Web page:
Experts and researchers and article writers are like everybody else, they want to be liked. Investors want to believe that the phony pumped-up prices we see in bull markets are real because they are counting on those phony pumped-up prices to finance their retirements. So the experts and researchers and article writers learn to keep their mouths shut. They do more than that. To be able to live with themselves, they need to persuade themselves that failing to tell people about the need to engage in long-term timing is not such a bad thing. To be able to persuade themselves of that, they need to close their minds as well as their mouths.
But no one is ever able to really put the thought that price matters out of his or her head. All of the experts and researchers and article writers who are trying to ignore this basic reality face a struggle doing so. So do all the investors listening to the experts and researchers and article writers.
What happens when some fellow comes forward with the numbers?
He hurts people’s feelings. He forces people to hear things they don’t want to hear. He causes people to experience feelings of anger and fear and shame. He delivers a message that comes to be perceived as strident.
Stridency is a bad thing. As a general rule, when a large number of good and smart people is telling you that you are strident, you need to reexamine how you are crafting your message. In this case, I don’t think the general rule applies. We need to help people learn the realities of stock investing before their belief in Buy-and-Hold strategies causes them more harm. The fact that it hurts them to hear the message is evidence not that we should ease up on transmission of the message but that we must redouble our efforts to spread it far and wide. Investing advice should not cause people such discomfort. When it is doing so, that’s a sign that the advice that has become conventional is very much off the right track.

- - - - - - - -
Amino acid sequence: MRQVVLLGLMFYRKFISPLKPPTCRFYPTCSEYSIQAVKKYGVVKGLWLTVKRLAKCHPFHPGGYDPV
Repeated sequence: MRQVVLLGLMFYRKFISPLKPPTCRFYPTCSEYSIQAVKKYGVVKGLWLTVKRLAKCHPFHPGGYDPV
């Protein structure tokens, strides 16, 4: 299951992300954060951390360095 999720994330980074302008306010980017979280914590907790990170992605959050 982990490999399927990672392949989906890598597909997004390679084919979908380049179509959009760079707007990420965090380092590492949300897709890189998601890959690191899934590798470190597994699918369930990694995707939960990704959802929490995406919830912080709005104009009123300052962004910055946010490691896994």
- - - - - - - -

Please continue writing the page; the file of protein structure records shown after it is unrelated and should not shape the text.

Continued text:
Doctors hurt people. They tell them to swallow medicines that taste yucky. They administer tests that cause discomfort. They even cut into skin and make their patients bleed and scar.
Doctors don’t do this because they are mean. They do it because they want to help. Sometimes it is better to feel the pain of an incision than the far longer lasting pain that would come from a doctor’s reluctance to cut in a case where cutting is appropriate.
Our investing beliefs went haywire in the 1990s. We permitted stock prices to reach insanely dangerous levels. There is inevitably going to be some pain as we work our way back to sane investing beliefs. We are going to have to hurt some people’s feelings to get from the awful place where we all are today to the better place where we all deep inside very much want to be tomorrow.
It’s not stridency or meanness that causes me to report what the research says plainly and clearly and accurately and firmly. It is a desire to help. The true meanness would be letting Buy-and-Hold investors continue living with the illusions that are in the process of causing them such great financial misery.
Rob Bennett believes that Buy-and-Hold investing strategies can never work. His bio is here.